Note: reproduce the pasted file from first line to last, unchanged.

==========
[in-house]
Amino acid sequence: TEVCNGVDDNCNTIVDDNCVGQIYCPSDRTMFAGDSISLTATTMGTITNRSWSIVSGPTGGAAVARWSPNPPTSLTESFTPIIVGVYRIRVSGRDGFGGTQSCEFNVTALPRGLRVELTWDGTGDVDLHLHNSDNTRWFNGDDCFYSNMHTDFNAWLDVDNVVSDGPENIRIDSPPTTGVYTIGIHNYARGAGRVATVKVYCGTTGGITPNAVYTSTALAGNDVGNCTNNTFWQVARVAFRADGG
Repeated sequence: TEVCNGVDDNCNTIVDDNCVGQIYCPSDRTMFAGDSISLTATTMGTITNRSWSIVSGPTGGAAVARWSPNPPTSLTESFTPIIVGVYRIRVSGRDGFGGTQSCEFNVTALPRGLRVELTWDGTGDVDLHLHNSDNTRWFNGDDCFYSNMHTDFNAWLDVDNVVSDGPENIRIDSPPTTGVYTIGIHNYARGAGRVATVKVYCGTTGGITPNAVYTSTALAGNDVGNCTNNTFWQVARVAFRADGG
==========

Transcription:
[in-house]
Amino acid sequence: TEVCNGVDDNCNTIVDDNCVGQIYCPSDRTMFAGDSISLTATTMGTITNRSWSIVSGPTGGAAVARWSPNPPTSLTESFTPIIVGVYRIRVSGRDGFGGTQSCEFNVTALPRGLRVELTWDGTGDVDLHLHNSDNTRWFNGDDCFYSNMHTDFNAWLDVDNVVSDGPENIRIDSPPTTGVYTIGIHNYARGAGRVATVKVYCGTTGGITPNAVYTSTALAGNDVGNCTNNTFWQVARVAFRADGG
Repeated sequence: TEVCNGVDDNCNTIVDDNCVGQIYCPSDRTMFAGDSISLTATTMGTITNRSWSIVSGPTGGAAVARWSPNPPTSLTESFTPIIVGVYRIRVSGRDGFGGTQSCEFNVTALPRGLRVELTWDGTGDVDLHLHNSDNTRWFNGDDCFYSNMHTDFNAWLDVDNVVSDGPENIRIDSPPTTGVYTIGIHNYARGAGRVATVKVYCGTTGGITPNAVYTSTALAGNDVGNCTNNTFWQVARVAFRADGG